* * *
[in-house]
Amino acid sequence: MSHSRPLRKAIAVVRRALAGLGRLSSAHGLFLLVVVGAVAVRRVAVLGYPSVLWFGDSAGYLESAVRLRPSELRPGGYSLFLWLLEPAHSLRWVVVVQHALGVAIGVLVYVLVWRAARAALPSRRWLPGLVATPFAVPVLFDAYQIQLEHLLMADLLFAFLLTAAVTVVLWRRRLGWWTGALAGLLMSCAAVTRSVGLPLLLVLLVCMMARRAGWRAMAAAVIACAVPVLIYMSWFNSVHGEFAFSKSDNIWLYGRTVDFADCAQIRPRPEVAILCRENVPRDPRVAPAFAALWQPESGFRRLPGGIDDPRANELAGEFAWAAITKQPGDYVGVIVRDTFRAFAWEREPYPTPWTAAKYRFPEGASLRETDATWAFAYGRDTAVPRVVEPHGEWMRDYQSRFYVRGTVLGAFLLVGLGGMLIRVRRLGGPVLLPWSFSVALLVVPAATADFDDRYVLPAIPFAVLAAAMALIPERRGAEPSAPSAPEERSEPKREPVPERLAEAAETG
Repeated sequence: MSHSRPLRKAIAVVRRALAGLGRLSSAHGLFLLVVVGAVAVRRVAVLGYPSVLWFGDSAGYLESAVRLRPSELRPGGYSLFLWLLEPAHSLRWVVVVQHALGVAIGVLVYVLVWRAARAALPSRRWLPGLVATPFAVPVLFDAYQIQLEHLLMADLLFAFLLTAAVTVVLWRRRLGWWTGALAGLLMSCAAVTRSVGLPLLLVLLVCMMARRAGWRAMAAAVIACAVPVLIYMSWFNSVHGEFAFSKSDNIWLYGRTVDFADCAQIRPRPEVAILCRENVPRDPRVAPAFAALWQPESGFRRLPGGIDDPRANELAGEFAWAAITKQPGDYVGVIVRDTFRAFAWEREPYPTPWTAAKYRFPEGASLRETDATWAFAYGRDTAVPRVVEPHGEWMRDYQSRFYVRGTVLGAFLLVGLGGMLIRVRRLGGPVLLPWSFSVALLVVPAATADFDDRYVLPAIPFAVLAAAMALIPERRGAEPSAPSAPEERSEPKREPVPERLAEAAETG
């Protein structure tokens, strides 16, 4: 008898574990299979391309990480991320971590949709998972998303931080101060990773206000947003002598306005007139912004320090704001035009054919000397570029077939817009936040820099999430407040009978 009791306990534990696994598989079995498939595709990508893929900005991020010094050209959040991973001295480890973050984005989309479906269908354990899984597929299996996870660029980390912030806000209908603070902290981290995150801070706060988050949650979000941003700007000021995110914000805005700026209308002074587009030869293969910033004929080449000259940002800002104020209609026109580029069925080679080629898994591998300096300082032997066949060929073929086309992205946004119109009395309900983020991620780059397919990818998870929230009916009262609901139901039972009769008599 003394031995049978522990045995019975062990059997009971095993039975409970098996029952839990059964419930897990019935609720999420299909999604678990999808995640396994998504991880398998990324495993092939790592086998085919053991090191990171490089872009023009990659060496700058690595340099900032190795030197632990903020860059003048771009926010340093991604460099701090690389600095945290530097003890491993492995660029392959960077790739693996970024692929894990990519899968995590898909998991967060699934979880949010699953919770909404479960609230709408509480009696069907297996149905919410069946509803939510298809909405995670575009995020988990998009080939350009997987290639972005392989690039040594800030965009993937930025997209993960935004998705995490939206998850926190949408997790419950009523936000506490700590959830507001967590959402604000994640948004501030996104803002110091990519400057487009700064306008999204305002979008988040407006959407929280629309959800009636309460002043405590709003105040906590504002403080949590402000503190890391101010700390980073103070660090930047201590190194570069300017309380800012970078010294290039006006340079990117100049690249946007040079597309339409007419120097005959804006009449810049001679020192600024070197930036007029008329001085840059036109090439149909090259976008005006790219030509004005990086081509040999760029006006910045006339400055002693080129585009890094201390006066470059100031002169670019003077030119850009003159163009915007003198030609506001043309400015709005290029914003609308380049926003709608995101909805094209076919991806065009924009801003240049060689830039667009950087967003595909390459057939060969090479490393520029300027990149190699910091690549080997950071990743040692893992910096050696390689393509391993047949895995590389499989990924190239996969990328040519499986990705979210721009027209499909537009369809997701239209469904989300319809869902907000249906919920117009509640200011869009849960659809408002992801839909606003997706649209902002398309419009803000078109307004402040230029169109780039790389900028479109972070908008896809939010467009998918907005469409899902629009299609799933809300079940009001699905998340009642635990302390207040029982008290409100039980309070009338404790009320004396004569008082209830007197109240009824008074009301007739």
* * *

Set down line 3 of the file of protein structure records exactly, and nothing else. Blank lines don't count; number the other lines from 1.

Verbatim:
Repeated sequence: MSHSRPLRKAIAVVRRALAGLGRLSSAHGLFLLVVVGAVAVRRVAVLGYPSVLWFGDSAGYLESAVRLRPSELRPGGYSLFLWLLEPAHSLRWVVVVQHALGVAIGVLVYVLVWRAARAALPSRRWLPGLVATPFAVPVLFDAYQIQLEHLLMADLLFAFLLTAAVTVVLWRRRLGWWTGALAGLLMSCAAVTRSVGLPLLLVLLVCMMARRAGWRAMAAAVIACAVPVLIYMSWFNSVHGEFAFSKSDNIWLYGRTVDFADCAQIRPRPEVAILCRENVPRDPRVAPAFAALWQPESGFRRLPGGIDDPRANELAGEFAWAAITKQPGDYVGVIVRDTFRAFAWEREPYPTPWTAAKYRFPEGASLRETDATWAFAYGRDTAVPRVVEPHGEWMRDYQSRFYVRGTVLGAFLLVGLGGMLIRVRRLGGPVLLPWSFSVALLVVPAATADFDDRYVLPAIPFAVLAAAMALIPERRGAEPSAPSAPEERSEPKREPVPERLAEAAETG